So I was offered this great deal in the summer of 2002, to buy Jim Haggard's Builders In Scale. Jim's kits not only feature a little Hydrocal, my forte', but they excel in white metal details and laser cut wood. There's also a long list of other high quality components such as scale chain, corrugated and ribbed seam metal roofing/siding, tar papers, laser cut shingles of all shapes and sizes, photo etched items- everything you need to make, at least in my opinion, some of the best craftsman structure kits on the market.

    It was just too good a deal to pass up. I was the perfect candidate to take over his business. Not only do I know how to pick up what he's already got going, the Evening Express kits, the many detail parts and model builders supplies, but I know how to continue on beyond them and bring out new products and kits, not only for Builders In Scale, but the C. C. Crow line too! This is just too cool!

    So forget what I said about those heartless machines! Let's put them to work. Let's see what I can do with them.

Seven Years Later...

    Has it been that long? Actually, longer. Where did the time go? It's been crazy. I've been doing the work of two people, actually three is you include me as C. C. Crow. Jim and Jan used to run Builders In Scale. Now I do all three jobs. Or try to. While I have gotten all of the BIS line back in stock as well as added greatly to the detail parts line I've yet to release a limited run kit. I've just been too busy to and the response to No. 12 - The National Belle Mine has been underwhelming (I plan to release it soon anyway (summer 2012). I have released a mostly un-noticed top-shelf kit under C. C. Crow (The NP Hotel). Okay, I have not advertised it and am happy with it anyway. I have also added several new kits to the BIS Evening Express Line though some of them might require more than a week of evenings to complete. I thought about coining a new "Empire Builder's" line but thought many would relate the EB line to the Great Northern, and I had all these blue boxes handy. But the BIG CCC project has been developing and now producing the Durango Roundhouse in 1/4 inch which balances out between the two.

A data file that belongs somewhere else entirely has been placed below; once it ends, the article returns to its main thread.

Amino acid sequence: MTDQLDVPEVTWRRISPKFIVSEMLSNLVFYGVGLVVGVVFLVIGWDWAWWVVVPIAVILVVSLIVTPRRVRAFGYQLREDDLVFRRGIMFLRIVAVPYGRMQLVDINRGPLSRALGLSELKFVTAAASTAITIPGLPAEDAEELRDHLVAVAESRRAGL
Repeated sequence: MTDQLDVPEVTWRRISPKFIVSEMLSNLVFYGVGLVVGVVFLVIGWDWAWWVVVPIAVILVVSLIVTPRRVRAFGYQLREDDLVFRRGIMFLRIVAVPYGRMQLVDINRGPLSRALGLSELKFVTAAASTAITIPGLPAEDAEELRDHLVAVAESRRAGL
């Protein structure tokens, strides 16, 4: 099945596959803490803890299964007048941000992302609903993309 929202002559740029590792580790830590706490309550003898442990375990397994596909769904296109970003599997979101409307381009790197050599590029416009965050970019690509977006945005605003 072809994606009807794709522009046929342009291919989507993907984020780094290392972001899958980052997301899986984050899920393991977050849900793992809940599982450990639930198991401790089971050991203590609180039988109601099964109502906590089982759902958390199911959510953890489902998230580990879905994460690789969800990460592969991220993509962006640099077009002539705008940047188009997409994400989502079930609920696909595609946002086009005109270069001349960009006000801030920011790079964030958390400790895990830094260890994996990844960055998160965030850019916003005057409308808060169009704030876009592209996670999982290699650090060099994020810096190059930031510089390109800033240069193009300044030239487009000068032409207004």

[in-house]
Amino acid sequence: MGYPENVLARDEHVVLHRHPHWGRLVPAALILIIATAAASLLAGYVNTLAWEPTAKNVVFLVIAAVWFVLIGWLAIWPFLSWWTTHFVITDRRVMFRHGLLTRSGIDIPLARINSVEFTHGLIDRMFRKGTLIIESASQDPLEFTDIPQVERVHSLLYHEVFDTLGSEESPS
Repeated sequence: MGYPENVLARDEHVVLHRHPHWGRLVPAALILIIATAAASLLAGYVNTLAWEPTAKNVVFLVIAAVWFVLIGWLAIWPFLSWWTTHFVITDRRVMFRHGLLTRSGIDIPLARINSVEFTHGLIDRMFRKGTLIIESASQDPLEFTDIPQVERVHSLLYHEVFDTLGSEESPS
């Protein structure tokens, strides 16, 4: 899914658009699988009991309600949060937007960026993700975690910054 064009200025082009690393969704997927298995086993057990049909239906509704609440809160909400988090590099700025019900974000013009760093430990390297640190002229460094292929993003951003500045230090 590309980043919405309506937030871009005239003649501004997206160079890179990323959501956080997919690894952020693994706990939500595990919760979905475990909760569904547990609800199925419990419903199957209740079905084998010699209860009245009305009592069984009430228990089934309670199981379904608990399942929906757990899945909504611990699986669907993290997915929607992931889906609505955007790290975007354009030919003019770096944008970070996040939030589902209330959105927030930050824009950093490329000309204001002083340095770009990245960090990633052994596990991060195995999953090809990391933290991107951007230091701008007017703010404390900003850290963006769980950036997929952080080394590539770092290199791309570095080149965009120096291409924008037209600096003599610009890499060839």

So combining CCC with BIS has worked out well. I help BIS and BIS helps CCC. Together we are doing more than what we could do apart. And despite the terrible ecconomy 2011 has been the best year ever. If it keeps up I'll have to hire help, pay taxes and join the Repulican Party. Screw that! I'm not that old, am I?

    Oh, let me toss this in while we are talking about starting your own model railroad business or buying one. Elsewhere you will read my barking about pirating. Specifically, I identify Art Fahie of Bar Mill Models who took the liberty of reproducing some of our BIS detail parts and adding them to his kits without our permission. So Artie is at one of the conventions I'm attending just after I picked up Builders In Scale and he's telling me that he would never buy a company. What for? Well, I had my reasons as expressed above. I didn't explain them to Artie. I didn't really know the guy. But a few years later when I discovered that he was pirating our parts I realized why he would say that. Why pay for something that you can steal? Why indeed?

    Repeatedly, I kindly asked Artie to quite pirating BIS parts. The first time after he apologized and said he just pulled a bunch of parts out of his scrap box and thought no one would care. A few weeks later more BIS parts showed up under his brand in the Walthers catalog. I sort of freaked out and called Walthers on it. Several years later our chimneys are still in his packages!

    Well, I'm told it's just business. I'm told I shouldn't squalk about it. It makes me look bad. Yeah, I'm the bad guy. I don't know. It makes me feel better to get it off my chest. I'm not loosing any sleep. After all, they are not my parts. I didn't make them. Jim Haggard did. I simply bought the rights to them. It just bugs me. And I know Jim is rolling over in his grave, mad as all hell. And I think he has every right to be.

    But yes, he has hired someone to make new patterns so I got him to move quite a ways. And I should be happy about that. So okay, I'll shut up.

C. C. CROW 's